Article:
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Old couples renew once forced vows

Couples got to enjoy the traditional ceremony they were once denied.
Couples got to enjoy the traditional ceremony they were once denied. Photo Supplied

Old couples renew once forced vows

The first time Oung Puon and Mam Yeat were married in 1978, under the Khmer Rouge’s forced marriage program, it was on the pain of death.

“They came for us in the night, about four or five cadres, and forced us and five other couples to marry without our agreement,” said Puon.

“They called our names and told me to take her hand as my wife, then made us give our word we would work for Angkar [the Khmer Rouge leadership] 100 per cent.

“We were married just like that, without any of our cultural traditions.”

This week, 38 years and eight children later, Puon, 69, and Yeat, 56, were married again – this time by choice.

Wearing bright traditional wedding clothes, the couple and four others from Thmor Keo village in Kampong Chhnang province renewed their vows on Wednesday during a group ceremony attended by almost 200 well-wishers.

Re-marriages are not uncommon among couples who were originally forced together.

Youk Chhang, executive director of the Documentation Center of Cambodia said: “There were some couples who re-married and some couples who divorced.” He added that he also knew of cases where individuals who couldn’t locate their spouse after the end of the regime chose to spend their lives single rather than betray the forced vows.

The ceremony was attended by hundreds of well-wishers.
The ceremony was attended by hundreds of well-wishers. Photo Supplied

Puon said that after their first wedding, two cadres kept watch on them to make sure they slept together. But Puon said he didn’t force his wife to have sex because he wanted to follow tradition.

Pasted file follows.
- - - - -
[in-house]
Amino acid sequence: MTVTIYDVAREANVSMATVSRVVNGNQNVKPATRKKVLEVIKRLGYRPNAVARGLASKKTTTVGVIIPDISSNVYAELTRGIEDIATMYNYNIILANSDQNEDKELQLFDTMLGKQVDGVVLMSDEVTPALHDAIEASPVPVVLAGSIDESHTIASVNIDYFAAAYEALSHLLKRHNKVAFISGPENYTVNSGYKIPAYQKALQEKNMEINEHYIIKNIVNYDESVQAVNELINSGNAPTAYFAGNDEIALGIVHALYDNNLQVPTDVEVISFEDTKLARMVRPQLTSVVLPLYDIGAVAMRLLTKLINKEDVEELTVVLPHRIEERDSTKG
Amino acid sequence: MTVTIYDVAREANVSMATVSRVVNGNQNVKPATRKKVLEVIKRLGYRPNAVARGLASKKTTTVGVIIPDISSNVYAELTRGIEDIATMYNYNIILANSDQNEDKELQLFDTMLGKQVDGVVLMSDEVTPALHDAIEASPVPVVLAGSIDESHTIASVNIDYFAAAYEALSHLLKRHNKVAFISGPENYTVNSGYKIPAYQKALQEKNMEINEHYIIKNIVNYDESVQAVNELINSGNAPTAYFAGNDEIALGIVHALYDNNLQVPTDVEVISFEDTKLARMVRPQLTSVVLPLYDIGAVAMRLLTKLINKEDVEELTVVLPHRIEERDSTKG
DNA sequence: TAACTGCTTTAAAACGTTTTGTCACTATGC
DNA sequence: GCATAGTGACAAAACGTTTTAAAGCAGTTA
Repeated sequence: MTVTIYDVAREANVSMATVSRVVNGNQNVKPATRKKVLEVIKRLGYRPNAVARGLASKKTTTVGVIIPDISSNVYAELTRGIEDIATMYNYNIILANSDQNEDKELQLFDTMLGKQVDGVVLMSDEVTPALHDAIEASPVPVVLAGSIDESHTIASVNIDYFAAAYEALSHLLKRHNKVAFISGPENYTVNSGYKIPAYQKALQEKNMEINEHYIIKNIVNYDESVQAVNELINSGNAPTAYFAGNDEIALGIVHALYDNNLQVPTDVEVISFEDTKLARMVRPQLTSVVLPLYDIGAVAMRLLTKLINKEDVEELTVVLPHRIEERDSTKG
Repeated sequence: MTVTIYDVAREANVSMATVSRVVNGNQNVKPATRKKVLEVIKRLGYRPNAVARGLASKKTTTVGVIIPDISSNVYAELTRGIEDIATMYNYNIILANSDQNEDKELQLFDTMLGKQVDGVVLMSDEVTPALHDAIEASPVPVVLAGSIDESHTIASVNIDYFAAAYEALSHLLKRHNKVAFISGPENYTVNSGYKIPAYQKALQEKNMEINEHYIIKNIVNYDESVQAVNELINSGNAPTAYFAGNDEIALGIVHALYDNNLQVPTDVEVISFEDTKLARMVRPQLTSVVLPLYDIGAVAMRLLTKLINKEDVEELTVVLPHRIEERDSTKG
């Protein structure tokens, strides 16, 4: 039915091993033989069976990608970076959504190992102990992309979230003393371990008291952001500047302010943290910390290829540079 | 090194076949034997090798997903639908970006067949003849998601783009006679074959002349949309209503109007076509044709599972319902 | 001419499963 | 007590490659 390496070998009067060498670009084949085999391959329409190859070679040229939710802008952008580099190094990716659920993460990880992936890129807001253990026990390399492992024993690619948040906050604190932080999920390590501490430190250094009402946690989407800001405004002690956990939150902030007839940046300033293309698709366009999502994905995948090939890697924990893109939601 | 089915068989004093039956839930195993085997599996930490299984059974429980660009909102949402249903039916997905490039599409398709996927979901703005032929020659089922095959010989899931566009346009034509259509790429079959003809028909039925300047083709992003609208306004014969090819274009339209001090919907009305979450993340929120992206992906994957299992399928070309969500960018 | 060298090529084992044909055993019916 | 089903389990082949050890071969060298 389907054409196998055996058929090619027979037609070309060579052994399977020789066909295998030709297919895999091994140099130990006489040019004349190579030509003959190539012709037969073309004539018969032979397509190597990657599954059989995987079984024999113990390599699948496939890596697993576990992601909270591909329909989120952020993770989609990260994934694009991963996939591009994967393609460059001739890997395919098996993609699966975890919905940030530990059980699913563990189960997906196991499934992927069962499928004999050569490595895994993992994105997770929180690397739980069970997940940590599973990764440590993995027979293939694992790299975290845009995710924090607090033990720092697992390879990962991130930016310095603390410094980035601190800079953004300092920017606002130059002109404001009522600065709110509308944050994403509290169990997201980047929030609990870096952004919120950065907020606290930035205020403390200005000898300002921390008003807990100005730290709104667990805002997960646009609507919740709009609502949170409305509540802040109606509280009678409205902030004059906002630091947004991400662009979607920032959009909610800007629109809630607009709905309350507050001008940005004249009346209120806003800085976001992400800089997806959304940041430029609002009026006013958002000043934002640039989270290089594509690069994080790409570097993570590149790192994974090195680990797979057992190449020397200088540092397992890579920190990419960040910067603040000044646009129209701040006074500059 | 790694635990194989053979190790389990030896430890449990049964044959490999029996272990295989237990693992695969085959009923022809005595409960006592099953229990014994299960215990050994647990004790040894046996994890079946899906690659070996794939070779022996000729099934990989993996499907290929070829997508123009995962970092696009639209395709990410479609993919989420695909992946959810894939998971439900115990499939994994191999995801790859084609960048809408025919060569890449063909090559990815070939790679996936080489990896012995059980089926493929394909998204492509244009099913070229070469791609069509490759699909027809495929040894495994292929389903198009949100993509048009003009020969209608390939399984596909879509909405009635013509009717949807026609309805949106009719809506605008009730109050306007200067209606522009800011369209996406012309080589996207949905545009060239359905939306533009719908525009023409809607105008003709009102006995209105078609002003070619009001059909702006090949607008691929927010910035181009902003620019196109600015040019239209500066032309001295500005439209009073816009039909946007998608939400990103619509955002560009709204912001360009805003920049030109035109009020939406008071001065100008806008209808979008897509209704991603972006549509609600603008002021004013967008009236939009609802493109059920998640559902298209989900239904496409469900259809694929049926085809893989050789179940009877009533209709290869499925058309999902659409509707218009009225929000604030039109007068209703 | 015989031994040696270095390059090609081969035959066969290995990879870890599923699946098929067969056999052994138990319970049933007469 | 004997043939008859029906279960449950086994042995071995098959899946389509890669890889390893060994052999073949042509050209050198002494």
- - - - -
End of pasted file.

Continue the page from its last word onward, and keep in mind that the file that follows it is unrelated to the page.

“We never hated each other, and we lived with each other until now,” he said.

“But I was always sad because they have prohibited us from having a wedding according to traditional customs.

He said he was happy to have re-married his wife and received a marriage certificate, even though he had reached old age.

“I always thought that I was born with bad destiny because I had no official ceremony for more than 30 years,” he said.

“I’m so happy, and so are the other couples, much more than we expected.”

Nou Va, a program manager at Youth for Peace Organization, said the wedding – supported by USAID, Youth for Peace and TPO under the Truth, Reconciliation, Healing program – had been suggested by the community and could be replicated elsewhere. The program also includes activities such as historical education and meetings between former Khmer Rouge cadres and victims.

Va said the wedding was an opportunity to acknowledge the participants’ pain, give them a chance to heal and teach the next generation about the Khmer Rouge.

Srey San, who also got married on Wednesday, was 28 when he married Thon Neang, who he had seen once.

“Angkar [the Khmer Rouge] wanted me to suggest the girl that I loved, so I suggested her to Angkar to prepare for me,” he said.

They were among 10 couples forced to marry before pledging their allegiance to Angkar.

Now 66 and with six children from his marriage to Neang, he said he had never considered the possibility of having a second wedding.

“At first, I thought I was too old and should not have a wedding, but then the organisation explained that it would be a good way to show the young people about the situation during the Khmer Rouge,” he said.

“The second wedding was completely different. We had wedding music and we followed every step of the traditional Khmer wedding.” 

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